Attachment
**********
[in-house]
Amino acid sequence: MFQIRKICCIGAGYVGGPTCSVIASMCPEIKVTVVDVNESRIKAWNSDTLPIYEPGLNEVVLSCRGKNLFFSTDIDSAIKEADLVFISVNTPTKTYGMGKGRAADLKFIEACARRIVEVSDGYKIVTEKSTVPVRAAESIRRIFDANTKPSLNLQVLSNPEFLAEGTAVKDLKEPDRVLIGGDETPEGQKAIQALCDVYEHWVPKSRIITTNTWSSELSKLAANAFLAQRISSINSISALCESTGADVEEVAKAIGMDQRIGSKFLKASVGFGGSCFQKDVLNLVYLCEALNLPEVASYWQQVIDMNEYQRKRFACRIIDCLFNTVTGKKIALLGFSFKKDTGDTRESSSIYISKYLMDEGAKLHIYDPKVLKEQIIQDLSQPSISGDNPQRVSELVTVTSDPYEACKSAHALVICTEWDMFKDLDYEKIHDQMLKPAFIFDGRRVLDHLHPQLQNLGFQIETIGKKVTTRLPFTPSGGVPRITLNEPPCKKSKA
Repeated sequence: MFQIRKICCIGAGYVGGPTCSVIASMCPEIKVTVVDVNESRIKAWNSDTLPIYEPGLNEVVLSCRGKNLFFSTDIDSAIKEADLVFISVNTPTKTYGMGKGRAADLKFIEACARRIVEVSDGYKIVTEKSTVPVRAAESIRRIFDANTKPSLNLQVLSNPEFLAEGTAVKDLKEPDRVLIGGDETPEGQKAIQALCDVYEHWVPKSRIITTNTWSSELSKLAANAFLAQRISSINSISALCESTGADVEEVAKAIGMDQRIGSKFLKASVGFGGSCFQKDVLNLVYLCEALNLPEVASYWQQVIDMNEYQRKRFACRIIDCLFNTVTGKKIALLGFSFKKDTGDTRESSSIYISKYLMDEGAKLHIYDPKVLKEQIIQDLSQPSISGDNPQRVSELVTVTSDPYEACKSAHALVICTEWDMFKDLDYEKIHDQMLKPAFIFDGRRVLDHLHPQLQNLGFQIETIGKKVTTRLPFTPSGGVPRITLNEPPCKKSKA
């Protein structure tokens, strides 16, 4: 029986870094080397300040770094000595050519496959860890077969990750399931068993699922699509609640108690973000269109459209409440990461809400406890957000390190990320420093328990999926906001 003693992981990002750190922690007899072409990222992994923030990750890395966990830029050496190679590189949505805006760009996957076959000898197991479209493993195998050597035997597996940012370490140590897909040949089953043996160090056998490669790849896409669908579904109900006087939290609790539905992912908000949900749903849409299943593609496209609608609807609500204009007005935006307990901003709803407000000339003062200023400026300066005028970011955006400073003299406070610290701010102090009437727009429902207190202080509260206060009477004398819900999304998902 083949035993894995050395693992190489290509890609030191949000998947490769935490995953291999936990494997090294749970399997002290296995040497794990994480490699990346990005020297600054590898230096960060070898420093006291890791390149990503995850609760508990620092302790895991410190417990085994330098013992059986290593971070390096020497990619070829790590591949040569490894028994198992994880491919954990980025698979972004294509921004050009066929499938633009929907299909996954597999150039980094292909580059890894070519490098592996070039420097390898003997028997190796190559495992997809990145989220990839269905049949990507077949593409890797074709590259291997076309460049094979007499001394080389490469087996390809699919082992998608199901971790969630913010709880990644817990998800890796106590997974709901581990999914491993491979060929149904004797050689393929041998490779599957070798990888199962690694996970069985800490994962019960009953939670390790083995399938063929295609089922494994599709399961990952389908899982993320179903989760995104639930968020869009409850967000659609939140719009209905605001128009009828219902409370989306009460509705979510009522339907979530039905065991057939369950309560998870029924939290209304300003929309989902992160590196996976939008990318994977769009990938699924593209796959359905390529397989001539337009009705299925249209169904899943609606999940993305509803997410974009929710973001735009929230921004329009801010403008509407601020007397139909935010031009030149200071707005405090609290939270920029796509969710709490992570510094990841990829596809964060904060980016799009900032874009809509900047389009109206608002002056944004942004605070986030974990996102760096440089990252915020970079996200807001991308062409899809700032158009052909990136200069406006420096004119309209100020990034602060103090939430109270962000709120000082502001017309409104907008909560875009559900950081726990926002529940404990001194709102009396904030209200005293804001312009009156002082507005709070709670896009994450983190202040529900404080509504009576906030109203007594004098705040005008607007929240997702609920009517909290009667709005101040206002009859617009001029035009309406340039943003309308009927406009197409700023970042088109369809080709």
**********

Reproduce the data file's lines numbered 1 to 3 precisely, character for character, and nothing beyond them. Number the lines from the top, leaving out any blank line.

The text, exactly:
[in-house]
Amino acid sequence: MFQIRKICCIGAGYVGGPTCSVIASMCPEIKVTVVDVNESRIKAWNSDTLPIYEPGLNEVVLSCRGKNLFFSTDIDSAIKEADLVFISVNTPTKTYGMGKGRAADLKFIEACARRIVEVSDGYKIVTEKSTVPVRAAESIRRIFDANTKPSLNLQVLSNPEFLAEGTAVKDLKEPDRVLIGGDETPEGQKAIQALCDVYEHWVPKSRIITTNTWSSELSKLAANAFLAQRISSINSISALCESTGADVEEVAKAIGMDQRIGSKFLKASVGFGGSCFQKDVLNLVYLCEALNLPEVASYWQQVIDMNEYQRKRFACRIIDCLFNTVTGKKIALLGFSFKKDTGDTRESSSIYISKYLMDEGAKLHIYDPKVLKEQIIQDLSQPSISGDNPQRVSELVTVTSDPYEACKSAHALVICTEWDMFKDLDYEKIHDQMLKPAFIFDGRRVLDHLHPQLQNLGFQIETIGKKVTTRLPFTPSGGVPRITLNEPPCKKSKA
Repeated sequence: MFQIRKICCIGAGYVGGPTCSVIASMCPEIKVTVVDVNESRIKAWNSDTLPIYEPGLNEVVLSCRGKNLFFSTDIDSAIKEADLVFISVNTPTKTYGMGKGRAADLKFIEACARRIVEVSDGYKIVTEKSTVPVRAAESIRRIFDANTKPSLNLQVLSNPEFLAEGTAVKDLKEPDRVLIGGDETPEGQKAIQALCDVYEHWVPKSRIITTNTWSSELSKLAANAFLAQRISSINSISALCESTGADVEEVAKAIGMDQRIGSKFLKASVGFGGSCFQKDVLNLVYLCEALNLPEVASYWQQVIDMNEYQRKRFACRIIDCLFNTVTGKKIALLGFSFKKDTGDTRESSSIYISKYLMDEGAKLHIYDPKVLKEQIIQDLSQPSISGDNPQRVSELVTVTSDPYEACKSAHALVICTEWDMFKDLDYEKIHDQMLKPAFIFDGRRVLDHLHPQLQNLGFQIETIGKKVTTRLPFTPSGGVPRITLNEPPCKKSKA